This weekend, Explore Reading turns one year old. To celebrate my website’s one year anniversary, and all of you for reading and supporting along the way, I’ve been running a photography competition all month, asking you to share your favourite snaps of our town.
The theme for the competition was ‘My Reading’, and I wanted to see photos that show how you see Reading. The brief was: “Celebrate our architecture, nature, indie businesses, events and people. Show your most beautiful, dramatic, inspiring or funny shots of our town. It can be anything that says, ‘that’s my Reading’ to you.”
I was overwhelmed to have received nearly 150 photo entries each showing how you see Reading. There were charming, impressive, humorous and imposing shots documenting our town and it was so lovely to see Reading through the eyes of photographers who have a real affection for it.
My fellow judge Salvo Toscano and I spent a very tough two and half hours whittling all those photos down to the 11 finalists and selected one winner, and one honourable mention.
All the photos in the final show a great range of photography skills, but also a lovely view of Reading. These final 11 photos show a town full of heritage, history, striking architecture, community, family, diversity, openness, beauty, nature, rivers, industry and charm. And I don’t know about you, but that’s my Reading.
The winning photograph was unveiled at our photo final party (browse through our gallery of event photos above) held at the delightful South Street Arts Centre on Thursday 5 July, and I’m delighted to share it with you all here. The winner received a framed print of their winning entry and dinner for two at Honest Burgers, sponsored by the burger restaurant.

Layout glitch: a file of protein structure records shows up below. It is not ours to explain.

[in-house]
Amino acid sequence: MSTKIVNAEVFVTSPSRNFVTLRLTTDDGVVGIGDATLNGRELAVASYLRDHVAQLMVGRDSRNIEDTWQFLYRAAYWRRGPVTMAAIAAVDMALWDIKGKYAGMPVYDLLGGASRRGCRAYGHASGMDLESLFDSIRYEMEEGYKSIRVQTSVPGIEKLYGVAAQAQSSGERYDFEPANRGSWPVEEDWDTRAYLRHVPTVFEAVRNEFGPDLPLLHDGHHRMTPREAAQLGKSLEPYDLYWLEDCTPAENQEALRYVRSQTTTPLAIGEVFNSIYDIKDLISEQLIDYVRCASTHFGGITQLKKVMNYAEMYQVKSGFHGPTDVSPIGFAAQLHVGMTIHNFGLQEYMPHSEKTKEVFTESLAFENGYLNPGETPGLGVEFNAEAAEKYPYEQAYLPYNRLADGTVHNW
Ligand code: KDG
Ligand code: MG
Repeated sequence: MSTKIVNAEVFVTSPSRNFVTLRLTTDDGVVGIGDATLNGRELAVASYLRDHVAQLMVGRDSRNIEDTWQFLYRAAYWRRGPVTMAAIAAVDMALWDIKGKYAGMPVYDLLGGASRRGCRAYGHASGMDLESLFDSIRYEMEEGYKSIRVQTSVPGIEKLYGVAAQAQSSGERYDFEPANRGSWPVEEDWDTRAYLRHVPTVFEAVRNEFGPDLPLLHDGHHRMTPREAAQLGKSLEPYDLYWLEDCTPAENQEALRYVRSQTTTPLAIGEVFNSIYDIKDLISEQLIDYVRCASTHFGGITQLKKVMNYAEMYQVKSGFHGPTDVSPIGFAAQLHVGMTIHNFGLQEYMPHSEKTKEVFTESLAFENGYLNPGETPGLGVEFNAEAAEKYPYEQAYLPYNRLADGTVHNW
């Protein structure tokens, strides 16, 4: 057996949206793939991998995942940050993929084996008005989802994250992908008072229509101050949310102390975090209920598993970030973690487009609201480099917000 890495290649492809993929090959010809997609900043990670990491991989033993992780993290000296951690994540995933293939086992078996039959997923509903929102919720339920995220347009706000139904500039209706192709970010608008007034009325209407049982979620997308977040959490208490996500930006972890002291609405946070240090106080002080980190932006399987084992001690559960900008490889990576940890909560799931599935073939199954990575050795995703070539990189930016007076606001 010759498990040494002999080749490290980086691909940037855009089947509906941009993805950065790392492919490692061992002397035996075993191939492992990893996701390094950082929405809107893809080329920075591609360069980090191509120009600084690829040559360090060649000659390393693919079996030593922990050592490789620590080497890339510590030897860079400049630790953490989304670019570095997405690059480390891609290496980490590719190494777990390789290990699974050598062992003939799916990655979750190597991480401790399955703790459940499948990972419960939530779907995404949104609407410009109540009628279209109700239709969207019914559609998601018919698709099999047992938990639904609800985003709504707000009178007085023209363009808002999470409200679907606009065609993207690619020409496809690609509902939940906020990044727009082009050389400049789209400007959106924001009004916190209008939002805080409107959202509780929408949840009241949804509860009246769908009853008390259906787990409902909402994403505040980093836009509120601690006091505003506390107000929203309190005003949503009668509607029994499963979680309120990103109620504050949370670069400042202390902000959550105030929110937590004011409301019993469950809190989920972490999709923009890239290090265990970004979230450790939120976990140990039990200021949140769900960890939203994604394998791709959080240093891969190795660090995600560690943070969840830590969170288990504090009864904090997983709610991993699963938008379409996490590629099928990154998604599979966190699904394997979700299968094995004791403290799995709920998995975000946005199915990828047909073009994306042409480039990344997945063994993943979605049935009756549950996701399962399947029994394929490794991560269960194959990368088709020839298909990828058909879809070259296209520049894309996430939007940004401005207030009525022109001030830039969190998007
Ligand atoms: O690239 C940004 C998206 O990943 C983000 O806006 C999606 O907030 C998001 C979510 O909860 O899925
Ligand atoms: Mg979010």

Scroll on down to see the winner, honourable mention and all the finalists. I’ve included some of the judges comments and thoughts below each photo.
The winner: Reading Pride, Rhiannon Stocking Williams
The judges say: This was one of the most colourful photos in the competition. It instantly made us smile and feel warm. This photo may not show a Reading landmark, but we feel this is the photo that most responded to the brief. Rhiannon’s photo, ‘Reading Pride’ captures Reading as a proud, colourful, inclusive, diverse, open community. That’s the town where we want to live.
The runner-up: Tango in the Park, Aaron Botham
The judges say: Aaron’s photo was such a close contender for the winning spot we had to give it an honourable mention. We loved the combination of movement and stillness in this tender image. It’s rare for a photo of the Forbury Gardens to not put our beautiful lion centre stage, but this photo manages to capture warmth and joy and a place that is distinctly Reading with only the tiniest corner of a lion’s foot. It also got a round of applause at the finalist party.
Finalist: Get Out of Town, Chris Short
The judges say: This photographer clearly has a sense of humour. It’s a witty and amusing take on Reading. The IDR isn’t beautiful, but traffic is a big part of what keeps Reading moving, or doesn’t in this case – and it’s definitely part of Reading. We also liked that it’s nicely framed, with good use of lines.
Finalist: Christchurch Bridge, Gareth Edwards